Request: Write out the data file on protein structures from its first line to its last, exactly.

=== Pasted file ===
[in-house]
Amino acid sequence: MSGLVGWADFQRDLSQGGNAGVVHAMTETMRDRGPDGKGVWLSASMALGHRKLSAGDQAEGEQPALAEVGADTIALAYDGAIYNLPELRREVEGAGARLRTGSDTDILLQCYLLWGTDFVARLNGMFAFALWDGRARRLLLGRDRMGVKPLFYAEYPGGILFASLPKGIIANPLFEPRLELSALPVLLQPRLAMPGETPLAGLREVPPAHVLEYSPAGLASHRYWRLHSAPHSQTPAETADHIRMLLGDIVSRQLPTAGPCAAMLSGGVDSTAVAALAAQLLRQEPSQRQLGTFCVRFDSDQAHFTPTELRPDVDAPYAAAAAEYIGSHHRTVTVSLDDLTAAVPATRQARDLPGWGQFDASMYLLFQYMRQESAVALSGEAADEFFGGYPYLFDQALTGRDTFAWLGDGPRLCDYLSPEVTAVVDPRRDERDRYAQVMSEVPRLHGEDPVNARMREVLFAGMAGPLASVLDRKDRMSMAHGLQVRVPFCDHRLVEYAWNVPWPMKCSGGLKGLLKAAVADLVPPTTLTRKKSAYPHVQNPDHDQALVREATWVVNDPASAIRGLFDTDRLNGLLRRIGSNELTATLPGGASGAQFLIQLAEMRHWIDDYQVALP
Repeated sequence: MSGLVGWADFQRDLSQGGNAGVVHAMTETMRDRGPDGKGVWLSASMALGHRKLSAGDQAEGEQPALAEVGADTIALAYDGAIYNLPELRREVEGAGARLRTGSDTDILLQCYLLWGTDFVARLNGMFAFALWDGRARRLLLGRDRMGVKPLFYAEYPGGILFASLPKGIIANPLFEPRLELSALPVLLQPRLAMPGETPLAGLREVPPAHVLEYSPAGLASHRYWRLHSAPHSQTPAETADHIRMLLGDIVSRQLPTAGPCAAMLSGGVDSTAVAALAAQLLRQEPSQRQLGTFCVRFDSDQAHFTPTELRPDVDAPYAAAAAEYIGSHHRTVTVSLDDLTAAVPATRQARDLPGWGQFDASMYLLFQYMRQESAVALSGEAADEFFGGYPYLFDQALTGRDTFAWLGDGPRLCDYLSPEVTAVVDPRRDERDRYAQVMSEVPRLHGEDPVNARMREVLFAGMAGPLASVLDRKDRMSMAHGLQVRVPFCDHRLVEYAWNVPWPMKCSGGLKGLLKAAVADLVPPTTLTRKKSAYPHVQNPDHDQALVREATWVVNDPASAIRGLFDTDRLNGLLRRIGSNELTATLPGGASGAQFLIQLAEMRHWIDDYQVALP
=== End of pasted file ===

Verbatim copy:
[in-house]
Amino acid sequence: MSGLVGWADFQRDLSQGGNAGVVHAMTETMRDRGPDGKGVWLSASMALGHRKLSAGDQAEGEQPALAEVGADTIALAYDGAIYNLPELRREVEGAGARLRTGSDTDILLQCYLLWGTDFVARLNGMFAFALWDGRARRLLLGRDRMGVKPLFYAEYPGGILFASLPKGIIANPLFEPRLELSALPVLLQPRLAMPGETPLAGLREVPPAHVLEYSPAGLASHRYWRLHSAPHSQTPAETADHIRMLLGDIVSRQLPTAGPCAAMLSGGVDSTAVAALAAQLLRQEPSQRQLGTFCVRFDSDQAHFTPTELRPDVDAPYAAAAAEYIGSHHRTVTVSLDDLTAAVPATRQARDLPGWGQFDASMYLLFQYMRQESAVALSGEAADEFFGGYPYLFDQALTGRDTFAWLGDGPRLCDYLSPEVTAVVDPRRDERDRYAQVMSEVPRLHGEDPVNARMREVLFAGMAGPLASVLDRKDRMSMAHGLQVRVPFCDHRLVEYAWNVPWPMKCSGGLKGLLKAAVADLVPPTTLTRKKSAYPHVQNPDHDQALVREATWVVNDPASAIRGLFDTDRLNGLLRRIGSNELTATLPGGASGAQFLIQLAEMRHWIDDYQVALP
Repeated sequence: MSGLVGWADFQRDLSQGGNAGVVHAMTETMRDRGPDGKGVWLSASMALGHRKLSAGDQAEGEQPALAEVGADTIALAYDGAIYNLPELRREVEGAGARLRTGSDTDILLQCYLLWGTDFVARLNGMFAFALWDGRARRLLLGRDRMGVKPLFYAEYPGGILFASLPKGIIANPLFEPRLELSALPVLLQPRLAMPGETPLAGLREVPPAHVLEYSPAGLASHRYWRLHSAPHSQTPAETADHIRMLLGDIVSRQLPTAGPCAAMLSGGVDSTAVAALAAQLLRQEPSQRQLGTFCVRFDSDQAHFTPTELRPDVDAPYAAAAAEYIGSHHRTVTVSLDDLTAAVPATRQARDLPGWGQFDASMYLLFQYMRQESAVALSGEAADEFFGGYPYLFDQALTGRDTFAWLGDGPRLCDYLSPEVTAVVDPRRDERDRYAQVMSEVPRLHGEDPVNARMREVLFAGMAGPLASVLDRKDRMSMAHGLQVRVPFCDHRLVEYAWNVPWPMKCSGGLKGLLKAAVADLVPPTTLTRKKSAYPHVQNPDHDQALVREATWVVNDPASAIRGLFDTDRLNGLLRRIGSNELTATLPGGASGAQFLIQLAEMRHWIDDYQVALP